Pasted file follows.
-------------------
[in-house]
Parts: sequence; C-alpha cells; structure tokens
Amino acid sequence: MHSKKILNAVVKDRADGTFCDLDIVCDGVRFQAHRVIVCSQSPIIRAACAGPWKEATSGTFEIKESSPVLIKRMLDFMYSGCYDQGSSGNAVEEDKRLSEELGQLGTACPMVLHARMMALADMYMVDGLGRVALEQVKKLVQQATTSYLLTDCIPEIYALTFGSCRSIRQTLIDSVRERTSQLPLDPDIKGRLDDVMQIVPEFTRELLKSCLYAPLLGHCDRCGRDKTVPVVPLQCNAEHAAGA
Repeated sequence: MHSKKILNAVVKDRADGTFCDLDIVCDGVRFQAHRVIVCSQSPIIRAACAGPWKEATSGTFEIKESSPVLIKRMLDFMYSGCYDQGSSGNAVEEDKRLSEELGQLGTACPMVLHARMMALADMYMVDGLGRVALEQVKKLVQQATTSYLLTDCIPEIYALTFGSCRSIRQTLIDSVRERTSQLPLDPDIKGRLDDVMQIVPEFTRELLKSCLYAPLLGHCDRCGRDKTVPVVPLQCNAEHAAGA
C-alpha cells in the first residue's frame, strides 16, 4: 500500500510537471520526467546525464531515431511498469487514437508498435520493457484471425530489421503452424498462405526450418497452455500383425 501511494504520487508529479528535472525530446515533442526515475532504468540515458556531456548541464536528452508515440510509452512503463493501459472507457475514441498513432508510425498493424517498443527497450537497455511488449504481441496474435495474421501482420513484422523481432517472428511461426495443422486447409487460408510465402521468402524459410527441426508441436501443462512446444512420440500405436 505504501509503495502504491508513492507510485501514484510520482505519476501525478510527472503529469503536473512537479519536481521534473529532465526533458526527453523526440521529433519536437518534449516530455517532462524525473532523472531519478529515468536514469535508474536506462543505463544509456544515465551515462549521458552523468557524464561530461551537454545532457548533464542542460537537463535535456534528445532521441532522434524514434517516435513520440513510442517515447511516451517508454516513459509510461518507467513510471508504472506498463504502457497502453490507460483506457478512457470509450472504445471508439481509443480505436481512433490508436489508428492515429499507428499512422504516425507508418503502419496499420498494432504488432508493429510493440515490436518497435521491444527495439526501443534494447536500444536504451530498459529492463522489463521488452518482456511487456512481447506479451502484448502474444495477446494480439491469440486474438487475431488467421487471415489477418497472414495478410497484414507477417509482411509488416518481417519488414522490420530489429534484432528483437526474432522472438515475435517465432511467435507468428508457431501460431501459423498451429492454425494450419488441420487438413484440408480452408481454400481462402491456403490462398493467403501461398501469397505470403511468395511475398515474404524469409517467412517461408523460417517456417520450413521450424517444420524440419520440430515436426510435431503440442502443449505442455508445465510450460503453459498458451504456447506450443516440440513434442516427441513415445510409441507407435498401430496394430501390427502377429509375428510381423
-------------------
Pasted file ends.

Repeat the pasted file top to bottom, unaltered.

[in-house]
Parts: sequence; C-alpha cells; structure tokens
Amino acid sequence: MHSKKILNAVVKDRADGTFCDLDIVCDGVRFQAHRVIVCSQSPIIRAACAGPWKEATSGTFEIKESSPVLIKRMLDFMYSGCYDQGSSGNAVEEDKRLSEELGQLGTACPMVLHARMMALADMYMVDGLGRVALEQVKKLVQQATTSYLLTDCIPEIYALTFGSCRSIRQTLIDSVRERTSQLPLDPDIKGRLDDVMQIVPEFTRELLKSCLYAPLLGHCDRCGRDKTVPVVPLQCNAEHAAGA
Repeated sequence: MHSKKILNAVVKDRADGTFCDLDIVCDGVRFQAHRVIVCSQSPIIRAACAGPWKEATSGTFEIKESSPVLIKRMLDFMYSGCYDQGSSGNAVEEDKRLSEELGQLGTACPMVLHARMMALADMYMVDGLGRVALEQVKKLVQQATTSYLLTDCIPEIYALTFGSCRSIRQTLIDSVRERTSQLPLDPDIKGRLDDVMQIVPEFTRELLKSCLYAPLLGHCDRCGRDKTVPVVPLQCNAEHAAGA
C-alpha cells in the first residue's frame, strides 16, 4: 500500500510537471520526467546525464531515431511498469487514437508498435520493457484471425530489421503452424498462405526450418497452455500383425 501511494504520487508529479528535472525530446515533442526515475532504468540515458556531456548541464536528452508515440510509452512503463493501459472507457475514441498513432508510425498493424517498443527497450537497455511488449504481441496474435495474421501482420513484422523481432517472428511461426495443422486447409487460408510465402521468402524459410527441426508441436501443462512446444512420440500405436 505504501509503495502504491508513492507510485501514484510520482505519476501525478510527472503529469503536473512537479519536481521534473529532465526533458526527453523526440521529433519536437518534449516530455517532462524525473532523472531519478529515468536514469535508474536506462543505463544509456544515465551515462549521458552523468557524464561530461551537454545532457548533464542542460537537463535535456534528445532521441532522434524514434517516435513520440513510442517515447511516451517508454516513459509510461518507467513510471508504472506498463504502457497502453490507460483506457478512457470509450472504445471508439481509443480505436481512433490508436489508428492515429499507428499512422504516425507508418503502419496499420498494432504488432508493429510493440515490436518497435521491444527495439526501443534494447536500444536504451530498459529492463522489463521488452518482456511487456512481447506479451502484448502474444495477446494480439491469440486474438487475431488467421487471415489477418497472414495478410497484414507477417509482411509488416518481417519488414522490420530489429534484432528483437526474432522472438515475435517465432511467435507468428508457431501460431501459423498451429492454425494450419488441420487438413484440408480452408481454400481462402491456403490462398493467403501461398501469397505470403511468395511475398515474404524469409517467412517461408523460417517456417520450413521450424517444420524440419520440430515436426510435431503440442502443449505442455508445465510450460503453459498458451504456447506450443516440440513434442516427441513415445510409441507407435498401430496394430501390427502377429509375428510381423